Mapping the Cemeteries: City Cemetery
The years 1851 through 1859 were the most active in the development of the cemetery grounds. These years also saw the majority of burial lots acquired, then filled with graves.

In 1850, the City acquired the Milliman Tract to incorporate those twelve acres into the rapidly-filling burial grounds. In 1852, that area was subdivided and interments began.

Chicago Daily Journal, January 25, 1851
The Cemetery Bell
We notice a paragraph in a city paper, to the effect that the City Sexton has placed a fine-toned bell in the cupola of the new Cemetery Chapel, which will be tolled on the approach of funeral processions to the grounds.

A mournful note of welcome to the silent guest, will swing out over those breathless billows of the dead – that bell on the confines of time.

It should be plaintive, yet not gloomy in its tone – no startling peal, but soft and sweet and full, that it may not fall rudely on the hearts of the living, for thus it is that men hear funeral knells, and not with their ears.

In 1852, a mile-long cemetery fence was constructed to surround the graveyard.

Several documents throughout the 1850s and 1860s mention the need to repair the fence at the cemetery's northern boundary, to prevent pigs and cows from entering the burial ground.

In 1854, there were complaints from citizens regarding the leaving of dead animals, raw sewage and other foul matter, at the northern end of the City Cemetery. An ordinance was suggested to bury dead animals in the city-owned lakefront grounds between today's Diversey and Fullerton Parkways.

In June, 1854, burial lots were reduced in size from 9'x24' to 9'x12'. Half-lots had been sold prior to this date, to accommodate lesser needs.

The last burial lots were sold in the City Cemetery in May 1859. Interments continued to be allowed in the previously-owned lots, and in the potter's field until March 1866.


Various ordinances and other transcribed documents detailing visual aspects of the cemetery grounds, are presented chronologically, at the right.

Scroll to the RIGHT ----->>

Courtesy of the Illinois Regional Archives Depository.
(Transcribed document, original presented at left)

June 6, 1851
To the Mayor and Aldermen in Council assembled

Your communication on wharves and public grounds to whom was referred the two communications of the former city sexton with instructions from this body to report an ordinance in relation to the regulation of the cemetery and the sale of the herein beg leave to submit the following ordinance and order – Respectfully submitted
John P. Haines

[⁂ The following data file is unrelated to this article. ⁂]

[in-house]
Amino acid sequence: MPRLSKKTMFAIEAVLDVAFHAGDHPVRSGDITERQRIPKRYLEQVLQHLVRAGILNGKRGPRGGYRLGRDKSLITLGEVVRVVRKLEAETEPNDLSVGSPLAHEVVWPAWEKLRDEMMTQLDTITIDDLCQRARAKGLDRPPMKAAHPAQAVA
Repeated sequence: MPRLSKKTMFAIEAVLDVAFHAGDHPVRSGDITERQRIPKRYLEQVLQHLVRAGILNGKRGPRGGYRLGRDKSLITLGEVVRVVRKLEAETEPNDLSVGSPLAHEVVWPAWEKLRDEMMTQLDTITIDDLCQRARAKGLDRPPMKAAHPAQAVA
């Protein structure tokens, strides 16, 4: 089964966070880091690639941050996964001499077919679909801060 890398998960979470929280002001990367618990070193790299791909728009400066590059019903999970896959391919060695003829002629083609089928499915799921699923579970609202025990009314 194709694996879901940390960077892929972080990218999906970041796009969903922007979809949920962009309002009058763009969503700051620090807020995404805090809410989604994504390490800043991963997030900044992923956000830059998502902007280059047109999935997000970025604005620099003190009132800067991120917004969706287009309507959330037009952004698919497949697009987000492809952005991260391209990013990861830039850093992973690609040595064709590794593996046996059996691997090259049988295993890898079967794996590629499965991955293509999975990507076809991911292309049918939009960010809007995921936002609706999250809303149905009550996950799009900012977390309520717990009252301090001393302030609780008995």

Ordered that the committee on wharves and public grounds together with the Mayor be and they are hereby authorized to take such steps by the framing of an ordinance or otherwise as shall enable the Common Council to vacate such public streets as now run through or into the grounds designated as the Chicago Cemetery.

July 23, 1851

Courtesy of the Illinois Regional Archives Depository.

Ordered, That the Mayor be authorized to sell an old Barn now standing in the Cemetery grounds, for such sum, as he, or the City Superintendent may deem, for the interest of the City.

April 25, 1853
That the fence around the Cemetery Ground be fixed, (previous to its being whitewashed) so as to prevent Pigs and other Animals from entering said Ground from under the fence. And that the City Sexton be authorized to proceed at once to make said improvement.

June 27, 1853
That the City Superintendent forthwith proceed to remove the pest house to within 40 feet of the south fence of the cemetery and that a fence at least 10 feet high be built on the west and north side of said house.

February 27, 1854
Your petitioners respectfully express that the water passage through the north end of the cemetery has become very much filled up and could probably be opened at a cost of thirty five cents a Rod if done just now while laborers are unoccupied – they therefore respectfully request, that the matter of opening said ditch be referred to the appropriate committee with authority to act in the premises.

May 22, 1854

Courtesy of the Illinois Regional Archives Depository.

To the Common Council of the City of Chicago
The undersigned respectfully represent that persons unknown to them are in the habit of depositing dead animals, night soil and other offensive matter around the North end of the Cemetery grounds to the great annoyance of persons living or traveling in that vicinity and they respectfully ask your Honorable body to take such action in the premises as may be deemed advisable.

They would suggest that the SE frct 1/4 of Sec 28, T. 40 R 14, belonging to the City be designated as the proper place for depositing such matter and that the parties making such deposits be compelled to bury them
May 22, 1854
James H. Rees
E.S. Williams
Timothy Wright

June 5, 1854

Courtesy of the Illinois Regional Archives Depository.

To the Mayor & Aldermen of the City of Chicago, in common Council assembled